I told her that there were very few people in this world for whom I would get out of bed at 3:30 a.m. She could hear the smile in my voice over the phone line. Of course I would come pray with her before her surgery. She's one of my dear friends. Has been for years. But when she introduced me to her surgeon as her pastor, I had to take a step back. Of all the pastors on staff at the Big Church, she wanted me to come.
I can still remember getting to know Anne on our first mission trip together. I was barely more than a visitor to the church when I signed up for the trip to Washington. There's another long story there, about how I left the Baptists, completely disgusted by the politics of religion. And how after a two year hiatus, I began church hopping, looking for a place of comfort. How the thoughts of pursuing ministry had been completely crushed.
But Anne welcomed me, a stranger among the mission trip groupies. We became fast friends. She persuaded me to join the church, so I could serve on the mission committee. She encouraged me to rethink my call to ministry. We shared our life stories and supported each other through the good, the bad, and all the times in between. She witnessed my ordination at the Big Church, my installation at the Little Church, and cheered me on from the sidelines.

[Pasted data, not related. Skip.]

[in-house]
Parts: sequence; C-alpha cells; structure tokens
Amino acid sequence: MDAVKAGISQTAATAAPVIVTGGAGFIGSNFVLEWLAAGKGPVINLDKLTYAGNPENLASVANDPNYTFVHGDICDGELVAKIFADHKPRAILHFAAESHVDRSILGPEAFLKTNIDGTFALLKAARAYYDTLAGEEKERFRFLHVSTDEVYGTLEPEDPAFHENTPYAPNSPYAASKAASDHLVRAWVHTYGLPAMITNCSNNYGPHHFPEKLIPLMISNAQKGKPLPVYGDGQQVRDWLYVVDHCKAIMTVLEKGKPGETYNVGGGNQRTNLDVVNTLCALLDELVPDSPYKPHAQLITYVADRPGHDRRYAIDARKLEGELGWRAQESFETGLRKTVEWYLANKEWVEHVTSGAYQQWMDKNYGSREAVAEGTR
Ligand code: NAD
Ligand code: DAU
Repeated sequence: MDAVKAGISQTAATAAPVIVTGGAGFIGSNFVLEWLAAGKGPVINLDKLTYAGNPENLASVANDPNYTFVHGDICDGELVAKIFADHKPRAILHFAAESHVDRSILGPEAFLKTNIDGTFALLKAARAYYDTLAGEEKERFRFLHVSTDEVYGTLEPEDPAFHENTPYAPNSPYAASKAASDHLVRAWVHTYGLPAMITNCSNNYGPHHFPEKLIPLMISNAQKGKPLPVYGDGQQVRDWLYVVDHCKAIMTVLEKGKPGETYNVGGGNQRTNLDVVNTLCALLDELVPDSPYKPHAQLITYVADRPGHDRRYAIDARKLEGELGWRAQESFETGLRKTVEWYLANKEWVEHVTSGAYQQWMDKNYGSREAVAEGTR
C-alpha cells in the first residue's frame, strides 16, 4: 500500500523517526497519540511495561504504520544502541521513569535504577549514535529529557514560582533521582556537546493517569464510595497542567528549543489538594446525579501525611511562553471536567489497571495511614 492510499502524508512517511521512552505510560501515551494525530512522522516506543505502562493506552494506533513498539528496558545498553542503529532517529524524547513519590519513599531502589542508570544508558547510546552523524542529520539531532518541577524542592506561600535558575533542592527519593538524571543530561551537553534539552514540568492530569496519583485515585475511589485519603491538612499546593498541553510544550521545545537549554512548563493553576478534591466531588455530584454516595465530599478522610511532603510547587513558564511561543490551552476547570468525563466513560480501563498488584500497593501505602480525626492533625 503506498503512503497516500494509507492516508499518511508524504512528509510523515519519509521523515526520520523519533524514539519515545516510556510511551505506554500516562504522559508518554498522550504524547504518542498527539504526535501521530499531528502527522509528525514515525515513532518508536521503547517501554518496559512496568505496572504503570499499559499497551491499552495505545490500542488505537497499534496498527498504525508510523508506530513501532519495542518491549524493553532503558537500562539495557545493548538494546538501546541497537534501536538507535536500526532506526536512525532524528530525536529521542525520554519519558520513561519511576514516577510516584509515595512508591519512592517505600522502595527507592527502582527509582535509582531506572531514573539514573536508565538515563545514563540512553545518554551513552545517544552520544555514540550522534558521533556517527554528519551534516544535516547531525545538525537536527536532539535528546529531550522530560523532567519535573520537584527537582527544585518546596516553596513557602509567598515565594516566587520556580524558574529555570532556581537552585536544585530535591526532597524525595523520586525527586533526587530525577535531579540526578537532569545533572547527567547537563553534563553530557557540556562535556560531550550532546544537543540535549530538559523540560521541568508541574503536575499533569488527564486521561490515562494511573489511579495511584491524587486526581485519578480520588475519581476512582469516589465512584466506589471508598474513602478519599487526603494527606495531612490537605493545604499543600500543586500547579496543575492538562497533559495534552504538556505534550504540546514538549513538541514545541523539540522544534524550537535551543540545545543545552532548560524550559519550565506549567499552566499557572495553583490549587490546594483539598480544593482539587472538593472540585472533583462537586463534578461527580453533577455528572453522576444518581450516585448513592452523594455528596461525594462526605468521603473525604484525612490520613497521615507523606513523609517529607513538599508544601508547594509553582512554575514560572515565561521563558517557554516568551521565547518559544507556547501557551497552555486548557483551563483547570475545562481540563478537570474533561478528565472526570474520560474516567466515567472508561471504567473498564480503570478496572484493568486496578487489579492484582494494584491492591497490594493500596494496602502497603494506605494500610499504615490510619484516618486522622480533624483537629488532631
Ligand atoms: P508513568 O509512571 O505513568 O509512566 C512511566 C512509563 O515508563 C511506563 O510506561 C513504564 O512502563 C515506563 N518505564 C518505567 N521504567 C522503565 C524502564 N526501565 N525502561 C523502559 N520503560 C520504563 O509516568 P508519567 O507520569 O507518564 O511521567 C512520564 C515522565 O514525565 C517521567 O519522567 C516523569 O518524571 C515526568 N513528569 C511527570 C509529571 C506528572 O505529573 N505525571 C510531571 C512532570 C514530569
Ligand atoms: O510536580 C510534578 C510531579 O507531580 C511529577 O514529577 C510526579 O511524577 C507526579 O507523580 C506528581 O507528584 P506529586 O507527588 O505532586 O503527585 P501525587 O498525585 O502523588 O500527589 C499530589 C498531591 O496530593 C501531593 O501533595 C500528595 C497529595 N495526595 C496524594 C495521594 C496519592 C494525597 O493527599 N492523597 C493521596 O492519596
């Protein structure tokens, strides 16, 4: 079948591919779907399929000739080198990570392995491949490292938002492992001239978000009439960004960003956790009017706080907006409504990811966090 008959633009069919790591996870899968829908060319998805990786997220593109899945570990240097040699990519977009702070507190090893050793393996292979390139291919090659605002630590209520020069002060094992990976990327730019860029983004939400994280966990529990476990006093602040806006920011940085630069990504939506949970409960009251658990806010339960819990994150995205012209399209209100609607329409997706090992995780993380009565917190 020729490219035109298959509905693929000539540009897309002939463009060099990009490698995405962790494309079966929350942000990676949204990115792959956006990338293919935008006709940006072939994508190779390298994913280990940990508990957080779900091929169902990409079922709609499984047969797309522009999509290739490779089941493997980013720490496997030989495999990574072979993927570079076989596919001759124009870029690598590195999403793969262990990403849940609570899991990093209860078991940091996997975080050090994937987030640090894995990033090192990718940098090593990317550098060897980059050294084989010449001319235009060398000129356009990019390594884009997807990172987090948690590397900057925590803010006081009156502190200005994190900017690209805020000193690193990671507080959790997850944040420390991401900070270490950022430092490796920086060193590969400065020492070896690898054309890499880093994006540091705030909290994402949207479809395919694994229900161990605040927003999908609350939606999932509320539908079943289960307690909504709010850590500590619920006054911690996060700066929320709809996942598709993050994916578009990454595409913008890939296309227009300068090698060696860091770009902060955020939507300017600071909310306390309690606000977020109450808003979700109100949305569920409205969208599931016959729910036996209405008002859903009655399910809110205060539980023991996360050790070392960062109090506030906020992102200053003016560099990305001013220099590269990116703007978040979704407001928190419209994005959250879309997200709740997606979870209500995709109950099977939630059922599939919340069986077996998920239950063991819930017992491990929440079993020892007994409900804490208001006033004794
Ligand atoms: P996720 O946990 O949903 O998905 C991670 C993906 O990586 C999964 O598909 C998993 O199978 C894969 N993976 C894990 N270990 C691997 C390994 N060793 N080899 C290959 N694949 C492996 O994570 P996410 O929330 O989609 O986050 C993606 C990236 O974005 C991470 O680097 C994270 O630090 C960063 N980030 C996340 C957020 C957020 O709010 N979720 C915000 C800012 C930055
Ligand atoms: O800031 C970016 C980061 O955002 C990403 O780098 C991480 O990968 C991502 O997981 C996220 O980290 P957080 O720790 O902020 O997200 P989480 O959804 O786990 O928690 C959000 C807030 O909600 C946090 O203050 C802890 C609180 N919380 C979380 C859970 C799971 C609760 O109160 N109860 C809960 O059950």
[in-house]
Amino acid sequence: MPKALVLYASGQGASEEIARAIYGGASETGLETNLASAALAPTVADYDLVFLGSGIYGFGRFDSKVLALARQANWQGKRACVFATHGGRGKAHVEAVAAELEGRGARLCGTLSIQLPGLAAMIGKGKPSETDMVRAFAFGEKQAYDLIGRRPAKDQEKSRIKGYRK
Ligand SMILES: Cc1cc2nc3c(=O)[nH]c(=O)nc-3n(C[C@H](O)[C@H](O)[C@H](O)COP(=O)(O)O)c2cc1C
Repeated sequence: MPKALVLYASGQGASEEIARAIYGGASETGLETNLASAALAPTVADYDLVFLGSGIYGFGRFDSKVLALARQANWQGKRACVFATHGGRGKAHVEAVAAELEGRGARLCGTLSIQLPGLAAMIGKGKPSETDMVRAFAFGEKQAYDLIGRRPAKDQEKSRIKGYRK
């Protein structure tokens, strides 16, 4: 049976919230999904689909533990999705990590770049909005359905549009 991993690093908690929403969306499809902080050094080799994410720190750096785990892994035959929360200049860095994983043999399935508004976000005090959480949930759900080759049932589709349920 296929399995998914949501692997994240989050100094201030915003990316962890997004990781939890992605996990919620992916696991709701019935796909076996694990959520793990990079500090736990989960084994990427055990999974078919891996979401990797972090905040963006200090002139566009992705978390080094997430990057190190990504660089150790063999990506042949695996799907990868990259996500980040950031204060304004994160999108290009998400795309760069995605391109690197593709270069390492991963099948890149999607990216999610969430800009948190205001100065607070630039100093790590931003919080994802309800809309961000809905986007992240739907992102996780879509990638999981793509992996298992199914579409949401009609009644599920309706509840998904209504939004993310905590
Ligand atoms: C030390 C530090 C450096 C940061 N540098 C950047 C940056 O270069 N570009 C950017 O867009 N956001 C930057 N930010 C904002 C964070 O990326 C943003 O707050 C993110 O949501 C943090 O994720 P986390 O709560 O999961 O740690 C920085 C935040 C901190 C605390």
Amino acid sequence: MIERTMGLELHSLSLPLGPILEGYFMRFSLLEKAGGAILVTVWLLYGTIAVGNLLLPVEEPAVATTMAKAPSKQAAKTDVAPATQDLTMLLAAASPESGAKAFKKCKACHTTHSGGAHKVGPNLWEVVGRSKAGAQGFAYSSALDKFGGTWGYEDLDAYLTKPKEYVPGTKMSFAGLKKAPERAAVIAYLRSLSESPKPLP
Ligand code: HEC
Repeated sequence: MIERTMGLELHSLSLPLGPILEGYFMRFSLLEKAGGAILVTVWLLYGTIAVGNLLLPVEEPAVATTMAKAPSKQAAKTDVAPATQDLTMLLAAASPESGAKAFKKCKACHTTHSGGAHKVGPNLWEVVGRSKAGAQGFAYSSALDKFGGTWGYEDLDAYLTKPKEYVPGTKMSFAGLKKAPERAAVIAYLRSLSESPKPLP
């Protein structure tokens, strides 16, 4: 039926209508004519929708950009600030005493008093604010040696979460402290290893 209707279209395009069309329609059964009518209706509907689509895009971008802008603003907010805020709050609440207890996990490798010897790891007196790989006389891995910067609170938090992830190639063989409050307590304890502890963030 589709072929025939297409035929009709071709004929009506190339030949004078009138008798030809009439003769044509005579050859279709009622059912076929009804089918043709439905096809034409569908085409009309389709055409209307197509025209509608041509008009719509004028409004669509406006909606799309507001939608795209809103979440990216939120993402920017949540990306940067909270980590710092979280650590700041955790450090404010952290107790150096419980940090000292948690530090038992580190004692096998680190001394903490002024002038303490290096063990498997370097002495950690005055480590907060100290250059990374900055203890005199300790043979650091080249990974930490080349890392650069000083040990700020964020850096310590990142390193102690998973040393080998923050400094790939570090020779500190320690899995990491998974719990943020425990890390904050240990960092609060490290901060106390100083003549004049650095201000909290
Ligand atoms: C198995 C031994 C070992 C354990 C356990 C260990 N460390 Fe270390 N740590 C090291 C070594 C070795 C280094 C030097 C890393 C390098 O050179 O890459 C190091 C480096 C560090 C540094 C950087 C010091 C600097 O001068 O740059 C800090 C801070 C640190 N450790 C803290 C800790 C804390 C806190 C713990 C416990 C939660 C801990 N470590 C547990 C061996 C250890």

About a month ago, we shared dinner together with two of our mission trip buddies at our favorite Italian restaurant. These semi-annual meals were a time for the four of us to catch up, laugh and reminisce. The only hint that anything was wrong was how painful it was for Anne to stand up after our dinner. She brushed it off, attributing to an aging body and a muscle strain.
A few days later, more symptoms developed, necessitating a trip to the hospital. The main cancer was in her bladder. It had spread to other organs, her thyroid, and the bones in her spine. The surgery last Friday was to remove what was left of a vertebra, protect the spinal cord, and insert some pins.
Her life, once measured in decades, is now taken a day at a time. Months, perhaps a year, maybe more. How quickly does one's perspective change in the face of blatant mortality. I do not really want to think of a future without her, so for now I won't. She wants me to cook her my famous award-winning white chili for when her family comes to town. It's the least I can do. For now.